- #1

mishima

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Hi, I am confused about when the rule for counting uncertainty applies. I know for radioactivity experiments one expresses the uncertainty (error) in the decay count as the square root of the count. So if you counted n decays you would report an average rate of

[itex]n \pm \sqrt{n}[/itex]

I was wondering if the same technique applies to, for example, a pendulum whose frequency is calculated based on the number of oscillations in a given time. So perhaps you just watch while holding a stopwatch, or maybe you use a photogate and allow the computer to record breaks in the voltage.

A. The reason I think it doesn't is because the pendulum oscillations are not random like radioactivity. If that is the case, what is the procedure for correctly reporting uncertainty in the frequency calculation?

B. The reason I think it might still apply is because using the square root of the count gives an

C. This is a bit of a tangent, but how would the error reporting scheme (whatever it is) change if I used the method of counting with my eyes and a stopwatch vs a photogate attached to a computer?

Thanks for any insight.

[itex]n \pm \sqrt{n}[/itex]

I was wondering if the same technique applies to, for example, a pendulum whose frequency is calculated based on the number of oscillations in a given time. So perhaps you just watch while holding a stopwatch, or maybe you use a photogate and allow the computer to record breaks in the voltage.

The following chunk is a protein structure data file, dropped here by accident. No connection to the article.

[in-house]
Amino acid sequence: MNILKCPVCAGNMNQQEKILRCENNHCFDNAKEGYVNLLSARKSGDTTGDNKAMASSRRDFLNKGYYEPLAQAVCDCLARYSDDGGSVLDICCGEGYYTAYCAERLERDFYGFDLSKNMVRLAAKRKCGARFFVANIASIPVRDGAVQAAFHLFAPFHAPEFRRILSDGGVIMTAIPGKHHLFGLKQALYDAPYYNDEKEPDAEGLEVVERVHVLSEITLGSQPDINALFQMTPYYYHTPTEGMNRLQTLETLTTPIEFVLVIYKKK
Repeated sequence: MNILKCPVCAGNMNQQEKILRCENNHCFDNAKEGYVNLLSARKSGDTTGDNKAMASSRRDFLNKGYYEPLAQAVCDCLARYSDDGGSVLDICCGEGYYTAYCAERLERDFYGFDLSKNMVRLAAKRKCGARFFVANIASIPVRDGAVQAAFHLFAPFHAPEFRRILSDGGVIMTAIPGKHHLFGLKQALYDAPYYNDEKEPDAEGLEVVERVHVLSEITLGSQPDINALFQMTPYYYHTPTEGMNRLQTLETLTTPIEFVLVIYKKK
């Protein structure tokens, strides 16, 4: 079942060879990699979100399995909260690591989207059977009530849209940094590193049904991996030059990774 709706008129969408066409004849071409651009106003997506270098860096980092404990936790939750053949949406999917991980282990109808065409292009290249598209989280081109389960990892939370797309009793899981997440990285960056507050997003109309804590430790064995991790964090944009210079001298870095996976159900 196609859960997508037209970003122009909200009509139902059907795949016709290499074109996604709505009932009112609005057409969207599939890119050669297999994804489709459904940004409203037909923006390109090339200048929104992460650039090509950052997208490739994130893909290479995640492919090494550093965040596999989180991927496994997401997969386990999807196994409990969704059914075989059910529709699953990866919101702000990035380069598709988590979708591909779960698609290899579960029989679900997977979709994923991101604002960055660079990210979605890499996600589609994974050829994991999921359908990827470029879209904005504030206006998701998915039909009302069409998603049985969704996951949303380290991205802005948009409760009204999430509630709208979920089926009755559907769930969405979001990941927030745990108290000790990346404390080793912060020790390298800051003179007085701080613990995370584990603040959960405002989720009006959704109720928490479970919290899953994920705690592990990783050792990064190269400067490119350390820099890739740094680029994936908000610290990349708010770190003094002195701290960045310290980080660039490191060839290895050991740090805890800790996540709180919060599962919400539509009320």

A. The reason I think it doesn't is because the pendulum oscillations are not random like radioactivity. If that is the case, what is the procedure for correctly reporting uncertainty in the frequency calculation?

B. The reason I think it might still apply is because using the square root of the count gives an

__average__rate. Like, if one repeated the decay experiment many times, you would certainly NOT get the same specific count each time. However, the discrepancy between the average rate would likely be insignificant. Similarly with the pendulum, in a crude setup (like in a high school lab) wouldn't you expect variation in the specific counts yet an existent average rate?C. This is a bit of a tangent, but how would the error reporting scheme (whatever it is) change if I used the method of counting with my eyes and a stopwatch vs a photogate attached to a computer?

Thanks for any insight.

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